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About the Author
The life of Arthur Conan Doyle illustrates the excitement and diversity of the Victorian age unlike that of any other single figure of the period. At different points in his life he was a surgeon on a whaling ship; a GP; an apprentice eye-surgeon; an unsuccessful parliamentary candidate (twice); a multi-talented sportsman; one of the inventors of cross-country skiing in Switzerland; a formidable public speaker; a campaigner against miscarriages of justice; a military strategist; a writer in a range of forms; and the head of an extraordinary family. In his autobiography, he wrote: 'I have had a life which, for variety and romance, could, I think, hardly be exceeded.' He was not wrong. But Conan Doyle was also a Victorian with a twist, a man of tensions and contradictions. He was fascinated by travel, exploration, and invention, indeed all things modern and technological; yet at the same time he was also very traditional, voicing support for values such as chivalry, duty, constancy, and honour. By the time of his death in July 1930 he was a celebrity, achieving worldwide fame and notoriety for his creation of the rationalist, scientific super-detective Sherlock Holmes; yet at the same time his later decades were taken up with his advocacy of the new religion of Spiritualism, in which he was a devoted believer.
Date of Birth:May 22, 1859
Date of Death:July 7, 1930
Place of Birth:Edinburgh, Scotland
Place of Death:Crowborough, Sussex, England
Education:Edinburgh University, B.M., 1881; M.D., 1885
Read an Excerpt
and out amongst the rocks. Behind them their view was cut off by similar hills, black and fantastic, like the slag-heaps at the shaft of a mine. A silence fell upon the little company, and even Sadie's bright face reflected the harshness of Nature. The escort had closed in, and marched beside them, their boots scrunching among the loose black rubble. Colonel Cochrane and Bel- mont were still riding together in the van. " Do you know, Belmont," said the Colonel, in a low voice, " you may think me a fool, but I don't like this one little bit." Belmont gave a short gruff laugh. " It seemed all right in the saloon of the Korosko, but now that we are here we do seem rather up in the air," said he. " Still, you know, a party comes here every week, and nothing has ever yet gone wrong." " I don't mind taking my chances when I am on the war-path," the Colonel answered. " That's all straightforward and in the way of business. But when you have women with you, and a helpless crowd like this, it becomes really dreadful. Of course, the A silence tell upon the little company. chances are a hundred to one that we have no trouble; but if we should havewell, it won't bear thinking about. The wonderful thing is their complete unconsciousness that there is any danger whatever." "Well, I like the English tailor-made dresses well enough for walking, Mr. Stephens," said Miss Sadie from behind them. "But for an afternoon dress, I think the French have more style than the English. Your milliners have a more severe cut, and they don't do the cunning little ribbons and bows and things in the same way." The Colonel smiled at Belmont. " She is quite serene in her mind, at any rate," said he. " Ofcourse, I wouldn't say what I think to any one but you, and I dare say it will all pr...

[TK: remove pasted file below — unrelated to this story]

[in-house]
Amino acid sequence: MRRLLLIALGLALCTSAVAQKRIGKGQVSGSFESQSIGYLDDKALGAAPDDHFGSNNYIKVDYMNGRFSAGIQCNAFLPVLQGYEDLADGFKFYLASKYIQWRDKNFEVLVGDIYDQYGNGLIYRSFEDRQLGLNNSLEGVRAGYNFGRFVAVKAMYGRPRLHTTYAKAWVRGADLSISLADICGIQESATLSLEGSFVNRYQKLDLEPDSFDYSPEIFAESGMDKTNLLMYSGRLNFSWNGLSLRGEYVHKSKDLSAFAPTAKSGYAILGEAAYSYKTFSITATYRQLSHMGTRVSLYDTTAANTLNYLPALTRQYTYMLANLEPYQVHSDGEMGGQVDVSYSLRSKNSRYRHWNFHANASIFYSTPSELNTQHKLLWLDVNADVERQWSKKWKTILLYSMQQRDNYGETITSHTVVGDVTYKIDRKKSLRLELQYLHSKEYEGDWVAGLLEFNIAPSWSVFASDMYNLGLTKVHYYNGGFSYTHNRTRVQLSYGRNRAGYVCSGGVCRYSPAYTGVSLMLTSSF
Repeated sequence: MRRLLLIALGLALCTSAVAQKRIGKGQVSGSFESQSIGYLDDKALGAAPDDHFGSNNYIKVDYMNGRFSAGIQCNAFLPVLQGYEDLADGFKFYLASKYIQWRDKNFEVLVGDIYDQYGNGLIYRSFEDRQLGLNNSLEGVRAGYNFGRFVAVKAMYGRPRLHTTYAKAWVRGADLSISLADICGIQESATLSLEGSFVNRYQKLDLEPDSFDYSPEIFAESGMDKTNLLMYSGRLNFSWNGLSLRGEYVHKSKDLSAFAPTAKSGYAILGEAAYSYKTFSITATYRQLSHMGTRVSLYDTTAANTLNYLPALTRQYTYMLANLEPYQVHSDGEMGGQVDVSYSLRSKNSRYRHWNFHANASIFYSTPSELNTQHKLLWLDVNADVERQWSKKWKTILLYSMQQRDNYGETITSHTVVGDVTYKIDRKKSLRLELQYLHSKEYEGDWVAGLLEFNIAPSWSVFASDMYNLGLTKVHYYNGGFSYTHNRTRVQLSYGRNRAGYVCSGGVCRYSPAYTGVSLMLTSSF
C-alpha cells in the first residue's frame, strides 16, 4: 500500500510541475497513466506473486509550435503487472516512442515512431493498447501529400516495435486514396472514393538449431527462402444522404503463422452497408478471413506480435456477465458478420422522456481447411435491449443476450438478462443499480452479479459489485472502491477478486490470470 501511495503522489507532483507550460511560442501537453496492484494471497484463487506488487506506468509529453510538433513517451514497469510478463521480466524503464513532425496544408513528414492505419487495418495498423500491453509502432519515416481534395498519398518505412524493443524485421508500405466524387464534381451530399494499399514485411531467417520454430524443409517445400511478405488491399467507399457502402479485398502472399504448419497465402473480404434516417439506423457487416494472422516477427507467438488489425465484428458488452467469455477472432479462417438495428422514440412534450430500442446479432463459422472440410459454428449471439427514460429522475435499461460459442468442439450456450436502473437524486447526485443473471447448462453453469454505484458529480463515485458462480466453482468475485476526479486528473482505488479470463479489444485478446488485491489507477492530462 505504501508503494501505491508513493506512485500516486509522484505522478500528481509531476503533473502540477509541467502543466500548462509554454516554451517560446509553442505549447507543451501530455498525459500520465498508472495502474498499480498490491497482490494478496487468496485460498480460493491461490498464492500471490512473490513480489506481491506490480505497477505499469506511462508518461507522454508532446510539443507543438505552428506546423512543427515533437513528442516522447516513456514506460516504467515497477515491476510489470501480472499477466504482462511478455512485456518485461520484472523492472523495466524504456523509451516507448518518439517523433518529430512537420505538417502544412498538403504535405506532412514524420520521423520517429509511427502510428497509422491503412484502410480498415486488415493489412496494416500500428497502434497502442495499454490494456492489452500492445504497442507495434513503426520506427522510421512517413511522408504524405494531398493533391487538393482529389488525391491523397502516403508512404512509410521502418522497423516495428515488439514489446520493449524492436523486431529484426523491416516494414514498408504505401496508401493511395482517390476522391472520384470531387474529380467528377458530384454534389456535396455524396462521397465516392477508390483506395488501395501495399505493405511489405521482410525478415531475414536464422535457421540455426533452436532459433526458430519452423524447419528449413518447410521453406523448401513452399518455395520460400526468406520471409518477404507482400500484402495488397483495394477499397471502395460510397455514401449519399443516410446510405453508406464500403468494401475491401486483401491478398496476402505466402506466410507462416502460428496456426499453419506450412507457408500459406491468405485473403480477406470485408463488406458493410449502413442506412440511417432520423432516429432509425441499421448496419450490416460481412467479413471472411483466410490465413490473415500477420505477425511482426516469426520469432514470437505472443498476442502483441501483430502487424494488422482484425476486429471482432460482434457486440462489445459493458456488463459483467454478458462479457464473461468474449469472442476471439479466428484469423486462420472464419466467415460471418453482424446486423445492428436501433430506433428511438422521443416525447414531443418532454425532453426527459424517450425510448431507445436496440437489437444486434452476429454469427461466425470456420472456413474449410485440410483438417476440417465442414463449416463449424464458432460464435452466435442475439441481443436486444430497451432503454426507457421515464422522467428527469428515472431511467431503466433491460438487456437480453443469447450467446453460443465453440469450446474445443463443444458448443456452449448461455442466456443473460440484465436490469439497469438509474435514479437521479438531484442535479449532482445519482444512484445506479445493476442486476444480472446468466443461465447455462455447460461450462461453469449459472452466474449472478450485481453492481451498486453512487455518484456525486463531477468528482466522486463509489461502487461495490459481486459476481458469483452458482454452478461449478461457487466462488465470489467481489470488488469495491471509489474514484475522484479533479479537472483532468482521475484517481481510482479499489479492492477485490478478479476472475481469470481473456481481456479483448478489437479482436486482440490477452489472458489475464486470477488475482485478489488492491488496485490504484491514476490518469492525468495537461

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I ABSOULOTLY LOVED THE BOOKS
By the author of Sherlock Holmes, this is a fascinating tale of the desert.